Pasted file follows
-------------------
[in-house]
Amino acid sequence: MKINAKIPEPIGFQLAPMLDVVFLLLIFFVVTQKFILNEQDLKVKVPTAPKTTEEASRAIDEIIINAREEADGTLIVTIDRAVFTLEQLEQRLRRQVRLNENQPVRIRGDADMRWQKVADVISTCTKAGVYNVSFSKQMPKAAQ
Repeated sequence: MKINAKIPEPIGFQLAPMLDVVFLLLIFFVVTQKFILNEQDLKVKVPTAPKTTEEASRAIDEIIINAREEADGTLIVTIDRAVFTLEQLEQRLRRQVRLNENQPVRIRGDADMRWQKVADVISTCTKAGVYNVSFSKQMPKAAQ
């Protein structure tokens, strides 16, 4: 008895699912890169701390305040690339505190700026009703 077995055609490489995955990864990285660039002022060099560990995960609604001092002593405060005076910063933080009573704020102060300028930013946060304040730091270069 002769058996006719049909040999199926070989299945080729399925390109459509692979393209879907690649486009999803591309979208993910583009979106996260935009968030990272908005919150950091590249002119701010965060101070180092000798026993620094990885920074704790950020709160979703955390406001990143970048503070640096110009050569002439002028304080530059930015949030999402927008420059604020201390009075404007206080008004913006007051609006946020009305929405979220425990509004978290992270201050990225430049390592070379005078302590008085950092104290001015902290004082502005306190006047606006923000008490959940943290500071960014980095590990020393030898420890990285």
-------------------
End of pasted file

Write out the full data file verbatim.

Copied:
[in-house]
Amino acid sequence: MKINAKIPEPIGFQLAPMLDVVFLLLIFFVVTQKFILNEQDLKVKVPTAPKTTEEASRAIDEIIINAREEADGTLIVTIDRAVFTLEQLEQRLRRQVRLNENQPVRIRGDADMRWQKVADVISTCTKAGVYNVSFSKQMPKAAQ
Repeated sequence: MKINAKIPEPIGFQLAPMLDVVFLLLIFFVVTQKFILNEQDLKVKVPTAPKTTEEASRAIDEIIINAREEADGTLIVTIDRAVFTLEQLEQRLRRQVRLNENQPVRIRGDADMRWQKVADVISTCTKAGVYNVSFSKQMPKAAQ
């Protein structure tokens, strides 16, 4: 008895699912890169701390305040690339505190700026009703 077995055609490489995955990864990285660039002022060099560990995960609604001092002593405060005076910063933080009573704020102060300028930013946060304040730091270069 002769058996006719049909040999199926070989299945080729399925390109459509692979393209879907690649486009999803591309979208993910583009979106996260935009968030990272908005919150950091590249002119701010965060101070180092000798026993620094990885920074704790950020709160979703955390406001990143970048503070640096110009050569002439002028304080530059930015949030999402927008420059604020201390009075404007206080008004913006007051609006946020009305929405979220425990509004978290992270201050990225430049390592070379005078302590008085950092104290001015902290004082502005306190006047606006923000008490959940943290500071960014980095590990020393030898420890990285």